As Neel Patel explains in Wired, much of the life-like behavior showcased in the video is a natural outgrowth of Spot’s programming that’s designed to allow it to respond to external stimulus. In those moments where the two Spot units bump into one another, the machines attempt to correct the collision by orienting themselves in relation to one another. Programmatically, Spot’s making sure to move unencumbered. Visually, however, it looks like they’re purposefully trying to move together.

If the Matrix has taught us anything it’s that we should all consider investing in handheld electromagnetic pulse devices.

Check out footage of Boston Dynamics’s newest four-legged terror AFTER THE JUMP...

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Google Edits Translate To Remove Homophobic Translations For 'Gay'

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Google’s translating feature recently caught the attention of All Out, an LGBT crowdsourcing platform, after it was discovered that the search giant suggested slurs such as “poof,” “queen,” and “faggot” as synonyms for gay:

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“Imagine learning English and being taught to say hateful insults instead of neutral language for ‘gay,’” The call to action reads. “Google Translate - used by over 500 million people every month - was suggesting slurs as synonyms for the word ‘gay.’”

Google, which in the past has been highlighted for its commitment to workplace LGBT equality, swiftly responded to the more than 50,000 people who signed the petition with a frank apology.

“As soon as we were informed we immediately worked to fix the issue,” Google said in a statement. “We apologize for any offense this has caused people.”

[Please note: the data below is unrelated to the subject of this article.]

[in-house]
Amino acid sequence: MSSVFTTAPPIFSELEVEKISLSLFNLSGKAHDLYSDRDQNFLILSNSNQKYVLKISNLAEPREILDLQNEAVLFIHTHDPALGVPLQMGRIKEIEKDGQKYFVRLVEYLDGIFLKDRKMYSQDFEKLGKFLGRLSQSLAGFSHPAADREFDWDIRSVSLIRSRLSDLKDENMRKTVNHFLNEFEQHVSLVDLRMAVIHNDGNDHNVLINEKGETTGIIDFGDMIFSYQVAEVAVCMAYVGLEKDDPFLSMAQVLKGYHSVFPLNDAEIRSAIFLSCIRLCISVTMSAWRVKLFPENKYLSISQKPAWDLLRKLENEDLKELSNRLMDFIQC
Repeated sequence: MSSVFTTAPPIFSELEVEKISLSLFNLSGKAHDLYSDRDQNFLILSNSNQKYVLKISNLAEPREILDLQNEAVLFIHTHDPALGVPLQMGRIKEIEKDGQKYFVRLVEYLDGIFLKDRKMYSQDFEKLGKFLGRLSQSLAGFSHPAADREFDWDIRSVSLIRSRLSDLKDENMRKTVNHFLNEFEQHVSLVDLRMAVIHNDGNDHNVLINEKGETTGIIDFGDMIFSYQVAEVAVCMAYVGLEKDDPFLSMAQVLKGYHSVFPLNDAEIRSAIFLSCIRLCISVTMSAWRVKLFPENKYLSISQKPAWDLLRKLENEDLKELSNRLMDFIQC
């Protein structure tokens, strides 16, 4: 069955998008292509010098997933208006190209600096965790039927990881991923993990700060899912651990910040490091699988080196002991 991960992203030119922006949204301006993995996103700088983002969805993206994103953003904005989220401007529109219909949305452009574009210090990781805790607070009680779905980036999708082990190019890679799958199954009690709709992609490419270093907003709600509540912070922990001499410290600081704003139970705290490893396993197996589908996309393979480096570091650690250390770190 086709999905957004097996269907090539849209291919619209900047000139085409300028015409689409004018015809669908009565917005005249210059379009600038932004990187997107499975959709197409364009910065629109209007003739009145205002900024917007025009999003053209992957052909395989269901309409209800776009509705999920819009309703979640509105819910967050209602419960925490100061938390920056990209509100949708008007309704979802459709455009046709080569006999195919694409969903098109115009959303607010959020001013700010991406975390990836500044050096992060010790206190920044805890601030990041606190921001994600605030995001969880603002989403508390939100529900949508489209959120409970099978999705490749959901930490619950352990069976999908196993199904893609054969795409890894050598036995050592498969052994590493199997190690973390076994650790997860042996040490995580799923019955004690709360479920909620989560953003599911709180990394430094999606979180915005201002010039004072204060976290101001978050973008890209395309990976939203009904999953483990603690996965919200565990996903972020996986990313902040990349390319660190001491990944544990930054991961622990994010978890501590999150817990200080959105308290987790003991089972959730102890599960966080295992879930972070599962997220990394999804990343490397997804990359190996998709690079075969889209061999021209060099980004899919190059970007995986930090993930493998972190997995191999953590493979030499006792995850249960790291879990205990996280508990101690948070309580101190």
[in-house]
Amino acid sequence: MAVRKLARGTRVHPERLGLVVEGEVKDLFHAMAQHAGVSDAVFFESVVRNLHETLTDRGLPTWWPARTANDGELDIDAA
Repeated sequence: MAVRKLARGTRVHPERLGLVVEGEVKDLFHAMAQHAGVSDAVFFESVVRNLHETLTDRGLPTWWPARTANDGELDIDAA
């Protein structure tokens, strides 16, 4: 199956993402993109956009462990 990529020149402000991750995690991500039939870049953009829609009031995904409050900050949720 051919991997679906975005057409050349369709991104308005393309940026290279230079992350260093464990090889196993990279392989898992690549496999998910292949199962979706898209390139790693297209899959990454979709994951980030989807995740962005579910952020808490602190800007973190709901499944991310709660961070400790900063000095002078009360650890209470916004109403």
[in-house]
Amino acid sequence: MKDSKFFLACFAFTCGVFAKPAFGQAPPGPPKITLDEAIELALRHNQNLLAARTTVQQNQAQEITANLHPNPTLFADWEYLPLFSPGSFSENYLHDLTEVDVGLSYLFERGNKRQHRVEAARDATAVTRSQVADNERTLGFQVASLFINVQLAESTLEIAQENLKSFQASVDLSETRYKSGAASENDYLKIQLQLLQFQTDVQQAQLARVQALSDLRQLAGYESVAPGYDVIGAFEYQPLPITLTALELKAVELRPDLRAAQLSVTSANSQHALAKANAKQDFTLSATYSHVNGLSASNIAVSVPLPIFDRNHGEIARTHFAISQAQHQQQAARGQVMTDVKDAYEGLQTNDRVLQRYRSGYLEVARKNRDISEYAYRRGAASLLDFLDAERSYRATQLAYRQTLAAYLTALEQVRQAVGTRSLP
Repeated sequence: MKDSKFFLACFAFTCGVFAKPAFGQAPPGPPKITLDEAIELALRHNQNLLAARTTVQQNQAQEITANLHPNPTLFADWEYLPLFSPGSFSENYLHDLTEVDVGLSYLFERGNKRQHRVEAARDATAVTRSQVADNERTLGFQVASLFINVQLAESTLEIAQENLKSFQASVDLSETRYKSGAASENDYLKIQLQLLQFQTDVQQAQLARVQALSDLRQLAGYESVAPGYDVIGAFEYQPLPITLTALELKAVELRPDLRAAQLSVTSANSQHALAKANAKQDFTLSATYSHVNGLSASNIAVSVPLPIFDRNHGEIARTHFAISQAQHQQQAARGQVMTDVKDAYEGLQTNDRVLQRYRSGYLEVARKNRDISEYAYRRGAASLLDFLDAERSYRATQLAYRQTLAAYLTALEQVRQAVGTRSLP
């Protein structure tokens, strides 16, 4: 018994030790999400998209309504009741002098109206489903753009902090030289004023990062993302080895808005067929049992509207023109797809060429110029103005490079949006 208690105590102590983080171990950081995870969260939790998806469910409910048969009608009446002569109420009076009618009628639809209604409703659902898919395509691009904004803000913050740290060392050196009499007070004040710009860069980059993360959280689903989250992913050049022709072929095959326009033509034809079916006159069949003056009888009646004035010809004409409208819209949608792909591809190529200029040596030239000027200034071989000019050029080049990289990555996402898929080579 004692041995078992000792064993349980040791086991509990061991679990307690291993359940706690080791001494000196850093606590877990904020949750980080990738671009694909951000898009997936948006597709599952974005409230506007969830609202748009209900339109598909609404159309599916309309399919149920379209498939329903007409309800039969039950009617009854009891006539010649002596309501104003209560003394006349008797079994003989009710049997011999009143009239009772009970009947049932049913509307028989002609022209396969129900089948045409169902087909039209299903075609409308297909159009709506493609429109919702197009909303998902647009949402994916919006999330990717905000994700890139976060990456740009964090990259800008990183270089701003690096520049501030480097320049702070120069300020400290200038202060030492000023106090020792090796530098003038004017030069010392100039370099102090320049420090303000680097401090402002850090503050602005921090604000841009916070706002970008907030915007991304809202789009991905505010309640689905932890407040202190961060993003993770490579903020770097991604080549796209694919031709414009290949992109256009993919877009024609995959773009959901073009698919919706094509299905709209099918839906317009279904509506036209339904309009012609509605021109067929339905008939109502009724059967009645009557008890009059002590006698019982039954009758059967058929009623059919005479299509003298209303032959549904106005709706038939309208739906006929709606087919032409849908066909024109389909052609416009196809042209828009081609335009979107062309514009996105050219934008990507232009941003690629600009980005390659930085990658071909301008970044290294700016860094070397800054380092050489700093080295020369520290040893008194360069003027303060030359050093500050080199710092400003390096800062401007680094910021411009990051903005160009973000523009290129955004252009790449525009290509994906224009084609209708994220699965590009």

Google Fund Gears Up To Support Charlie Hebdo's Largest Print Run

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The Google-backed Fund for Digital Innovation is teaming up with with a number of French newspapers in preparation for the largest print run of Charlie Hebdo. Typically Charlie Hebdo has a circulation of about 60,000, but next week the surviving staff of the satirical French magazine will print and distribute 1 million copies of the upcoming issue. The decision for the expanded run comes days after eight staff members and were killed by extremists in an act of terrorism.

Four other victims were also killed in the attack that took place near the magazine’s headquarters. The deaths quickly sparked outcry across the globe in the form of physical protests and digital gathering around the hashtag #JeSuisCharlie. The upcoming issue will feature contributions from journaliss from across Europe. The Fund for Digital Innovation has pledged €250,000 ($300,000), a number French newspapers have agreed to match, in order to assist with the unprecedented release.

"It's very hard. We are all suffering, with grief, with fear, but we will do it anyway because stupidity will not win," Hebdo columnist Patrick Pelloux told Agence France Presse"Stupidity will not win."